I had over 30 physio sessions, took prescribed sleeping tablets, had 2 MRI scans and a set of injections in my lumbar facet joints and not one single thing made a difference to the pain I felt day in and day out. It was truly debilitating in every way. I spent hours in the dead of night reciting Philip Larkin poems, willing the day to come. When it did, I spent hours lying on the floor stretching. I had to trade my beloved heels for not so beloved flat shoes and had to alternate between standing and sitting everywhere I went, and yet no position felt comfortable. I had to have a zillion adjustments made at work and used a wedge cushion for driving.

And then along came a newly graduated, fresh faced physio from Down Under who took one look at me and said, “you need to do pilates.” At that point in time, the only person I’d heard of who did pilates was Madonna and the only place to do it was in LA! However, if he had said get yourself and on a plane to Arizona and jump off the Grand Canyon to sort it, I would have done it! As luck would have it, I didn’t have to do that, nor did I have to go to LA to hang out with Madonna. Instead the gym at RBS Gogarburn, where I was working like a dog, was about to launch a run of pilates classes so I immediately signed up.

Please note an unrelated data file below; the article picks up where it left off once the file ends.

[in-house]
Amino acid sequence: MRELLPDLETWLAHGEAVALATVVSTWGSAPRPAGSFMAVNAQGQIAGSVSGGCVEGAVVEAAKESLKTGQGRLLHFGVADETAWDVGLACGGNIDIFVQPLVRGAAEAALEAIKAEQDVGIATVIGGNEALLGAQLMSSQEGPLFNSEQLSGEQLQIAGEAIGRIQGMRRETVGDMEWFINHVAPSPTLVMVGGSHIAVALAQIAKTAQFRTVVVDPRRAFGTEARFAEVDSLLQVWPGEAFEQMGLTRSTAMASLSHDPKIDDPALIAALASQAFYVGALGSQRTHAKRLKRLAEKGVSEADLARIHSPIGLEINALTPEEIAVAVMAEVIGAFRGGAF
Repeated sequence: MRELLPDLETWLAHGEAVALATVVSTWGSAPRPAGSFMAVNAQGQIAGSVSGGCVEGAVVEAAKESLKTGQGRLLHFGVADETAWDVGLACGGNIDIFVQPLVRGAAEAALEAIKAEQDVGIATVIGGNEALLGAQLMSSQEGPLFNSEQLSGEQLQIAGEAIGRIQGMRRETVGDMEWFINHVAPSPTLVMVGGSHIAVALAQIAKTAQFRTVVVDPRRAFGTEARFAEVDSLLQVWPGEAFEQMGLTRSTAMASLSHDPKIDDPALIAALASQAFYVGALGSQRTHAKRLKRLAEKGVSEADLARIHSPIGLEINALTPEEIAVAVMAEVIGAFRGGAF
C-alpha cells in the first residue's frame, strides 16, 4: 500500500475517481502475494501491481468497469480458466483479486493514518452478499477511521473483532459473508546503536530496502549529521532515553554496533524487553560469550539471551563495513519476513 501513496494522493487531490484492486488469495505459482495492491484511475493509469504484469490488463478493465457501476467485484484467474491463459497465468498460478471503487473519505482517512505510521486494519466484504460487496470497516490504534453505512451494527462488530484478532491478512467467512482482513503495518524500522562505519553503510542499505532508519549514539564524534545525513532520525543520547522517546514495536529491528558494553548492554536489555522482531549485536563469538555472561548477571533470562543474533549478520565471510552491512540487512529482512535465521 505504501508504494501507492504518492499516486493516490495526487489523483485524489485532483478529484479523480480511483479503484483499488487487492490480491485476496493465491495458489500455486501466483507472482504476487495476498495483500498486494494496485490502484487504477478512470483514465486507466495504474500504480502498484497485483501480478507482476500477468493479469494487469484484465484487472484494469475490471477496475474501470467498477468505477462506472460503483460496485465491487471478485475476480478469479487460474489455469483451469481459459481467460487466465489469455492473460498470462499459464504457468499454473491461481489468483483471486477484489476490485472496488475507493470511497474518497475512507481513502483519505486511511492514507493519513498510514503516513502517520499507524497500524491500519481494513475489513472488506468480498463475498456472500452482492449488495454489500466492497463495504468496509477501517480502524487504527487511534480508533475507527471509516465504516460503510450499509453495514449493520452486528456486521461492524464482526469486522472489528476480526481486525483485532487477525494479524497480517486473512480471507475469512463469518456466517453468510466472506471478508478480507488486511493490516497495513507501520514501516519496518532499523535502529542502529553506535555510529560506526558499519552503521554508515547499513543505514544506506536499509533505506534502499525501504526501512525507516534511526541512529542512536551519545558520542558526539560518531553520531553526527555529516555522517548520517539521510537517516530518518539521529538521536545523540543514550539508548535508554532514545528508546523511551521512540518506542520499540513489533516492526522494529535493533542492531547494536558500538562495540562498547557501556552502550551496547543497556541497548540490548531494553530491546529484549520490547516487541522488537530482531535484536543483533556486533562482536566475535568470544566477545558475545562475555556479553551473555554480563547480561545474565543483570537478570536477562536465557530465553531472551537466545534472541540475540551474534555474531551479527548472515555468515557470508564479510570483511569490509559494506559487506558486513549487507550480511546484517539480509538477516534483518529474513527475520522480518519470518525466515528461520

I remember every single thing about that lesson. There was a total of 5 exercises with the rest of the class being structured around learning completely alien things to me like spinal alignment, finding a neutral pelvis and how to make best friends with your ‘corset’ of support to support your back (corset = your deep abdominal muscles). I remember having to do a curl up and was shocked to find that I could barely lift my head off the mat, let alone my back! But in that 60 minutes something magical happened; for the first time in 2 years, I left that room with zero pain. How could that be? After everything I’d done to try and manage my back pain in 2 years, including a medical intervention, how could 60 minutes of 5 exercises melt it away? It left me feeling light and happy and I was hooked. The pain came back but the more I went to pilates the less and less it came back until eventually it didn’t come back at all!

That was way back in 2005. It’s a true story and, fifteen years on, is the reason I still do pilates everyday – be in 10 minutes or 60. I never want to feel that pain again – anyone who has suffered chronic low back pain will get my drift here. It is the pitts and effects everything in your life.